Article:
Arches and pendentives, the triangular forms between the great arches, transfer the weight of the dome to the piers that support it. The art in these transitional sections expresses the many ways that the wisdom of God is revealed to us. As we stand on the floor and look up, the hierarchies unfold: saints, evangelists, apostles, prophets, angels, Mary, Clement, and Christ.
Christ Enthroned in Glory
The arrangement of the images of the Blessed Virgin Mary and Saint Clement, patron of this church, standing near the enthroned Christ on the main arch is called “prayer of intercession” in Byzantine art. The lower sections on either side depict palm trees and cities, echoing the mosaics in the main arch of San Clemente in Rome.
Christ the King
At the center of the main arch, Christ is depicted as a Byzantine Emporer. Seated upon a throne and garbed in royal robes, Christ holds the scepter and terrestrial sphere in his hands. His halo bears a cross with the Byzantine abbreviation in Greek letters for “he who is,” the name revealed by God to Moses (Exodus 3:14).
Beneath is a verse adapted from Psalm 29: “Bless all people O God with peace.” This text from the liturgy of the Baptism of the Lord adorns the arch above the baptistery.
Mary, Mother of God
Mary stands in a posture of prayer, with her hands raised. Above her is the title Beatissima Virgo Maria Mater Dei: Blessed Virgin Mary, Mother of God. Mary is clothed in the traditional blue robe. The stars on her head and shoulders are symbols of her virginity.
Saint Clement of Rome
Clement stands offering to Christ a model of this church and his prayers for this community. Clement is an important witness to life in the early church; some believe that he is the Clement mentioned by Paul in his Letter to the Philippians (4:3).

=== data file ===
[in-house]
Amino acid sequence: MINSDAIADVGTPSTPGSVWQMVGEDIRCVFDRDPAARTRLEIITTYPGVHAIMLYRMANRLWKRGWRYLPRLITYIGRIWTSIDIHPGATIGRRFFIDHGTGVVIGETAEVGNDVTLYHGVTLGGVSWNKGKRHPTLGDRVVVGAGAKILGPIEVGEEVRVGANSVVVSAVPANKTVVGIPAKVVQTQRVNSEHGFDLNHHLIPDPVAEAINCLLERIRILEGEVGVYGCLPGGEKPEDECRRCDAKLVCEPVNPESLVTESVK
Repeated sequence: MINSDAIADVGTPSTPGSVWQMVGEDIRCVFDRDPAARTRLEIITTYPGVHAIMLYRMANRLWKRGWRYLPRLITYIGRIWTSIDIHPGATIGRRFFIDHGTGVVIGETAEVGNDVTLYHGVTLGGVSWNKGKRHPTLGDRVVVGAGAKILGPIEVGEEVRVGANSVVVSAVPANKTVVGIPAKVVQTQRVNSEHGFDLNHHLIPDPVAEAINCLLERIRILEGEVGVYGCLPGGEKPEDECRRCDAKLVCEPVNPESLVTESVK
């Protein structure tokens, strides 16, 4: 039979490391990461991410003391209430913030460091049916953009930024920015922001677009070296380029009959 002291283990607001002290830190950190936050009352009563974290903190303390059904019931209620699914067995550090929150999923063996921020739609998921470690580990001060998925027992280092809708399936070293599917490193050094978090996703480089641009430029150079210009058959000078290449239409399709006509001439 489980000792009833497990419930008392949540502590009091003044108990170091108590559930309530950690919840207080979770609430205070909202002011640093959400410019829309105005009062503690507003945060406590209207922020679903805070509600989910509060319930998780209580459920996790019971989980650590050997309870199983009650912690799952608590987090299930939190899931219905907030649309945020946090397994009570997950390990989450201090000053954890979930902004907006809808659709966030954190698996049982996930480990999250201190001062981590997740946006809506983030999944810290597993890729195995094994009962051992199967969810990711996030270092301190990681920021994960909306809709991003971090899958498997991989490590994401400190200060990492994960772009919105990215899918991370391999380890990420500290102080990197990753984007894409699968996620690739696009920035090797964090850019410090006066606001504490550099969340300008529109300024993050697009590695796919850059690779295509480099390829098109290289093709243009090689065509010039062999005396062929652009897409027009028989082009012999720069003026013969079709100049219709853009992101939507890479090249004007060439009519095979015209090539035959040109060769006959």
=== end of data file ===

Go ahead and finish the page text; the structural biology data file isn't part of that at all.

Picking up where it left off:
Clement is pictured holding a book inscribed “Ad Corinthios” (To the Corinthians). As bishop of Rome, Clement wrote a pastoral letter between 95 and 98 to the Christian community in Corinth, Greece, in which he reproves some members for rebellious conduct and urges order and submission to authority. This letter was highly regarded by ancient Christian writers and some considered it worthy of inclusion in the New Testament.
An anachronism in the painting is the triple papal crown, or tiara, lying at Christ's feet. Such a crown was not worn by popes until 1315 and was eliminated after the Second Vatican Council.
Cities and Palm Trees
On the lower sections of the arch, cityscapes may represent Bethlehem and Jerusalem.
Bethlehem is the city of Christ’s birth and symbol of the Jewish heritage of Jesus and all Christians. Jerusalem is the city of the death and resurrection of Christ and the place of the descent of the Holy Spirit and the beginnings of the church. The earthly Jerusalem became identified with the heavenly Jerusalem that comes down from heaven (Revelation 21:2). Followers of Christ are already citizens of the heavenly city.
Two Miracles of Saint Clement
The east and west arches illustrate two miracles described in the “Acts of Saint Clement.” The artist has created unique depictions of these events modeled after previous artistic renditions.
Miracle in the Quarries
In the east arch, we find a story from the "Acts." The emperor Trajan had banished Clement to the quarries, where he found over two thousand Christians condemned to hard labor and tormented by thirst, since the nearest drinking water was miles away. Clement prayed that he might be shown a spring nearby. When he saw a lamb on a hill he recognized it as an answer to his prayer. Clement struck the rock and water flowed, refreshing the suffering people.